Lack of trust blocks men from making deep friendships. One non-Wycliffe correspondent put it well, “The competition for promotion, for power, for funding, all work against men forming deep relationships. These traits and behaviors were part of my team experience in every assignment. I found it very unwise to ever let my hair down, to express my deeper thoughts and emotions, because the superficial things I did share I found used against me. I learned to keep quiet.”

He concluded, “Perfect love has yet to be realized in the local church (1 John 4:18), so the fear of what we share with another being used against us remains. Vulnerability is thus sacrificed on the altar of self-preservation, and loneliness becomes our way of life.”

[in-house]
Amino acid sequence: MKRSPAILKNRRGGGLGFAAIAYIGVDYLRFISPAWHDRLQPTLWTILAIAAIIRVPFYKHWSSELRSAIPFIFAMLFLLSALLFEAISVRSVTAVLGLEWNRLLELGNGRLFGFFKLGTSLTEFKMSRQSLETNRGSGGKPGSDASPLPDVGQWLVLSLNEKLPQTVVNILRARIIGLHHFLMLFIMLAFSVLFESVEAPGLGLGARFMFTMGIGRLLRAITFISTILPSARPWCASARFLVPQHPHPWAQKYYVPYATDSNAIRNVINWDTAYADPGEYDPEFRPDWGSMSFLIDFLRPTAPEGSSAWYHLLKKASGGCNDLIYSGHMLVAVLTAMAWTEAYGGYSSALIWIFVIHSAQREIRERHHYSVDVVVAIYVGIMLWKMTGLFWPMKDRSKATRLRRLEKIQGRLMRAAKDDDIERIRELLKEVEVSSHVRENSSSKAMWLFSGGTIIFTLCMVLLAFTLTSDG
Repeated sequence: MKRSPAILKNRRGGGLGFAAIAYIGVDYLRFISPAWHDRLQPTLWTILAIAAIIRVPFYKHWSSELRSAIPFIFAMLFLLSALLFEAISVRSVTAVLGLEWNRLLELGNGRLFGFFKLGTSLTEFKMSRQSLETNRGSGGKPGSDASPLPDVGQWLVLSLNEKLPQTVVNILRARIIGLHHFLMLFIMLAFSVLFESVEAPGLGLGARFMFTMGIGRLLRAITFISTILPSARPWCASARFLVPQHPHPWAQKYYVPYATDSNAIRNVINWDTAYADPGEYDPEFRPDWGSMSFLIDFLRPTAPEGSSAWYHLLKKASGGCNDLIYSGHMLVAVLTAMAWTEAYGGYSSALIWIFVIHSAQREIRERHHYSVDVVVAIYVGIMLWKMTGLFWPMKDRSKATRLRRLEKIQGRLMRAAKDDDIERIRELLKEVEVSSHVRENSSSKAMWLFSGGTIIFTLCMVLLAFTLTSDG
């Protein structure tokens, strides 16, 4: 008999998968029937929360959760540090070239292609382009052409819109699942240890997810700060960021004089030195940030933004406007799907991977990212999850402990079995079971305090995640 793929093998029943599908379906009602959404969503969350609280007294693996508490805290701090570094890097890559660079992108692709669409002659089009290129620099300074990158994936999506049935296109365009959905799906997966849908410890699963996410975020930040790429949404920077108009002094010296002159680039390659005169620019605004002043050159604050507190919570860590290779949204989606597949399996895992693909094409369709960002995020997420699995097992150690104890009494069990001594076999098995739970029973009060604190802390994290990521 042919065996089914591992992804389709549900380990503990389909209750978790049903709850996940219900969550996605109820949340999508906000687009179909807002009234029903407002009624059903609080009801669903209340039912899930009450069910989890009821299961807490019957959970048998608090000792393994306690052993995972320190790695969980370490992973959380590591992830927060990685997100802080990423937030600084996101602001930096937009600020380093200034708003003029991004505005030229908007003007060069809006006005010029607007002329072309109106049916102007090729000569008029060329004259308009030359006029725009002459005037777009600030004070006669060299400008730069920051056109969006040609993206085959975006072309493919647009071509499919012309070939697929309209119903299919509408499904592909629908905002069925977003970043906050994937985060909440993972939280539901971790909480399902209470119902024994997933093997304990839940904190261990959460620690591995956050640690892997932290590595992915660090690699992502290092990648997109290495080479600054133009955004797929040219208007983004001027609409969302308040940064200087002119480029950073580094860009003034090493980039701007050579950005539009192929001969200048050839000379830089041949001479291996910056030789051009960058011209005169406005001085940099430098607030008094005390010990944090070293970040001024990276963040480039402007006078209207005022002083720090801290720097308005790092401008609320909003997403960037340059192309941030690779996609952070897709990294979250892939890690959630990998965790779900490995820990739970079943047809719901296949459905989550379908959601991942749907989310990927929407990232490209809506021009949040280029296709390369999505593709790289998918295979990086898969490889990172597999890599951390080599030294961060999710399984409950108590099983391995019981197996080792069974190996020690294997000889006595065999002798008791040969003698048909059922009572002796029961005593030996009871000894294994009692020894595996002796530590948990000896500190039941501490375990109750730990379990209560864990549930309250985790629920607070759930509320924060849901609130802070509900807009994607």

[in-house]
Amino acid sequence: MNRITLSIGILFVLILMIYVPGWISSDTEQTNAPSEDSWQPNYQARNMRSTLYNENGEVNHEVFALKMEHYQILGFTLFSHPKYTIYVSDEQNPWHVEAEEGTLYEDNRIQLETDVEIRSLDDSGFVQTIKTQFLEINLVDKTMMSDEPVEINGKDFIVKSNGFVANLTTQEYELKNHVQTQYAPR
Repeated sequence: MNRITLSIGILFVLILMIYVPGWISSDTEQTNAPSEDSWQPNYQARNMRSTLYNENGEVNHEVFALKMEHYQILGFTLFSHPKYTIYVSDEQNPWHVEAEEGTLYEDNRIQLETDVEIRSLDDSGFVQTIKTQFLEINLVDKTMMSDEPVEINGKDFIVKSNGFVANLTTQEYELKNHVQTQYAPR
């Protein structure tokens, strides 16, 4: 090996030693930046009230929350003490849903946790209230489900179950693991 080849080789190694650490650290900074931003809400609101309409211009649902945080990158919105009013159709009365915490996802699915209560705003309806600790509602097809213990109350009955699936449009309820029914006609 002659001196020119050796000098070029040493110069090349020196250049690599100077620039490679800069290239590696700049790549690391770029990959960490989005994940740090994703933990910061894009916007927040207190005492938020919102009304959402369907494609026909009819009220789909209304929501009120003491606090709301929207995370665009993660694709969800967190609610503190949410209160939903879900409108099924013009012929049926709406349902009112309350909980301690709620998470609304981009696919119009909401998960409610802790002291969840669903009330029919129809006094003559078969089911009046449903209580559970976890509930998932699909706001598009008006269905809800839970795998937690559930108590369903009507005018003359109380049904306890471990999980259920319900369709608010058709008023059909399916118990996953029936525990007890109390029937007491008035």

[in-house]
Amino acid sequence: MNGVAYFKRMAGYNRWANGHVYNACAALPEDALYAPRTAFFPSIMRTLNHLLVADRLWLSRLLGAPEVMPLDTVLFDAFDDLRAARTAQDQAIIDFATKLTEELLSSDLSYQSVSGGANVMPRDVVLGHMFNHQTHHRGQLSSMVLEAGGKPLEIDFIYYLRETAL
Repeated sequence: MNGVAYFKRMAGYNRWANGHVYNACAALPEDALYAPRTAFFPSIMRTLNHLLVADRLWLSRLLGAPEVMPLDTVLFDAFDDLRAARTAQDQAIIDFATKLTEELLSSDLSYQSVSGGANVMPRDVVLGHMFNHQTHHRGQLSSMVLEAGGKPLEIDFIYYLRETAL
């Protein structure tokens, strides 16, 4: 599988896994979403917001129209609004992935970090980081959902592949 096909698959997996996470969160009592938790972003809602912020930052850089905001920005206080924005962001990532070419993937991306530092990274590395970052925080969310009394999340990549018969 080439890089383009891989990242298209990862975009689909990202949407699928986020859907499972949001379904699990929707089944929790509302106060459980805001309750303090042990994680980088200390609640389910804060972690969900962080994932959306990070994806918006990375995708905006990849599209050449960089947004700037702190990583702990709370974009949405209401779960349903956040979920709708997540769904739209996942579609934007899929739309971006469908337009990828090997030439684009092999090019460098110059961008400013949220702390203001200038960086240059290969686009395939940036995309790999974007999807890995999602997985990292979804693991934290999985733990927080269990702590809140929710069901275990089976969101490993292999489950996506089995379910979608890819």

Three Relationship Circles

Every man has three concentric circles of relationships. The large Fellowship circle is made up of the dozens of men he knows. The much smaller Friends circle is comprised of people he knows well, his colleagues, his neighbours, etc. Then there is a very small Freedom circle in which are the trusted men from whom he does not need to hide anything. For most men the Freedom circle is empty.

One friend commented on my admission “I cried my heart out with longing” when I heard about the deep friendships of the Billy Graham team at the Amsterdam conference. He and I were both at that conference and often talked with each other. He wrote, “Jack, the sad irony of your story is that I . . . had no idea of what was going on in your heart. I wonder how often this happens with men?” True, I hurt terribly inside, but didn’t share it with this brother. Loneliness had become my way of life.